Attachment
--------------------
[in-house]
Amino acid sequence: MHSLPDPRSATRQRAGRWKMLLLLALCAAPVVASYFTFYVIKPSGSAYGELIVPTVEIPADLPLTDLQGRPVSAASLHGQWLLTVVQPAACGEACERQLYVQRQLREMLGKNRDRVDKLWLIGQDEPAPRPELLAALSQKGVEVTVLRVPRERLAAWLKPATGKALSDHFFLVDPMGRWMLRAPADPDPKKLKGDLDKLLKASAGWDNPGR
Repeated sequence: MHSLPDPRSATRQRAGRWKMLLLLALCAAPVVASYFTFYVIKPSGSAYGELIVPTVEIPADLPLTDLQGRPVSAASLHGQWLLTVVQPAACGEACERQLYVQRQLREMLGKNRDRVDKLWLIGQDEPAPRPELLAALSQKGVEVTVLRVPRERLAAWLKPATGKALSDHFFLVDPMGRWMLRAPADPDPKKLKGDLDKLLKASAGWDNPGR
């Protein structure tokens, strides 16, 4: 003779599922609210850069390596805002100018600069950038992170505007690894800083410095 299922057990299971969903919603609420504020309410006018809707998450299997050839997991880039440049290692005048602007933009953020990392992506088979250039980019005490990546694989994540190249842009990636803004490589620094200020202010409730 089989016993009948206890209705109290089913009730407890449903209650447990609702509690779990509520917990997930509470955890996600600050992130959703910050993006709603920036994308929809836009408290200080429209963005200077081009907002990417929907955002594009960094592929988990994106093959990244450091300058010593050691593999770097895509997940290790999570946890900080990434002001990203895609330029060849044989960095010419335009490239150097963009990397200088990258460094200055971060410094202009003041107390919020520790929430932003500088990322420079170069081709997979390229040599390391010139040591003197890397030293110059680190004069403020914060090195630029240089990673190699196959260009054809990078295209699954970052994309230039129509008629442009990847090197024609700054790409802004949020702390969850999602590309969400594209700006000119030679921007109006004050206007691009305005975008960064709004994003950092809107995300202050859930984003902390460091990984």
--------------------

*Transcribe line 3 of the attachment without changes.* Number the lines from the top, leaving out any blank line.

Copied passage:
Repeated sequence: MHSLPDPRSATRQRAGRWKMLLLLALCAAPVVASYFTFYVIKPSGSAYGELIVPTVEIPADLPLTDLQGRPVSAASLHGQWLLTVVQPAACGEACERQLYVQRQLREMLGKNRDRVDKLWLIGQDEPAPRPELLAALSQKGVEVTVLRVPRERLAAWLKPATGKALSDHFFLVDPMGRWMLRAPADPDPKKLKGDLDKLLKASAGWDNPGR